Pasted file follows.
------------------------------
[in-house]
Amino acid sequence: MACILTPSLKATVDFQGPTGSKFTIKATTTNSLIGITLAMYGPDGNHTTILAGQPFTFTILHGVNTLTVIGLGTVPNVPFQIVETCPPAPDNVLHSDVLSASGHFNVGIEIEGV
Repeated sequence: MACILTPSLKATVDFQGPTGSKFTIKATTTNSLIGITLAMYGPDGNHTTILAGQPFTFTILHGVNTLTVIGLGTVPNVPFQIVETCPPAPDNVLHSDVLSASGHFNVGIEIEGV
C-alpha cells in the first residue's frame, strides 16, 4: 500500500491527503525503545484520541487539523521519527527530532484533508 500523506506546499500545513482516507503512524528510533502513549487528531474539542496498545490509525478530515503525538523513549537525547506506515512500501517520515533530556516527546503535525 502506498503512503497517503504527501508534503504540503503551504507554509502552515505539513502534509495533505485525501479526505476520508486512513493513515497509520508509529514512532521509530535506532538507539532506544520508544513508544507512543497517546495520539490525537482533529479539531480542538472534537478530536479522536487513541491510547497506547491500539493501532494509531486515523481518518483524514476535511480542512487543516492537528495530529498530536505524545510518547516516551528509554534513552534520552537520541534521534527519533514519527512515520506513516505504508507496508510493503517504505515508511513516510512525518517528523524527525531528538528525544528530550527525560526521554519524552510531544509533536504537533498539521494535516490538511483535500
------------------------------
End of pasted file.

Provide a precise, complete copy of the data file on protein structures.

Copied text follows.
[in-house]
Amino acid sequence: MACILTPSLKATVDFQGPTGSKFTIKATTTNSLIGITLAMYGPDGNHTTILAGQPFTFTILHGVNTLTVIGLGTVPNVPFQIVETCPPAPDNVLHSDVLSASGHFNVGIEIEGV
Repeated sequence: MACILTPSLKATVDFQGPTGSKFTIKATTTNSLIGITLAMYGPDGNHTTILAGQPFTFTILHGVNTLTVIGLGTVPNVPFQIVETCPPAPDNVLHSDVLSASGHFNVGIEIEGV
C-alpha cells in the first residue's frame, strides 16, 4: 500500500491527503525503545484520541487539523521519527527530532484533508 500523506506546499500545513482516507503512524528510533502513549487528531474539542496498545490509525478530515503525538523513549537525547506506515512500501517520515533530556516527546503535525 502506498503512503497517503504527501508534503504540503503551504507554509502552515505539513502534509495533505485525501479526505476520508486512513493513515497509520508509529514512532521509530535506532538507539532506544520508544513508544507512543497517546495520539490525537482533529479539531480542538472534537478530536479522536487513541491510547497506547491500539493501532494509531486515523481518518483524514476535511480542512487543516492537528495530529498530536505524545510518547516516551528509554534513552534520552537520541534521534527519533514519527512515520506513516505504508507496508510493503517504505515508511513516510512525518517528523524527525531528538528525544528530550527525560526521554519524552510531544509533536504537533498539521494535516490538511483535500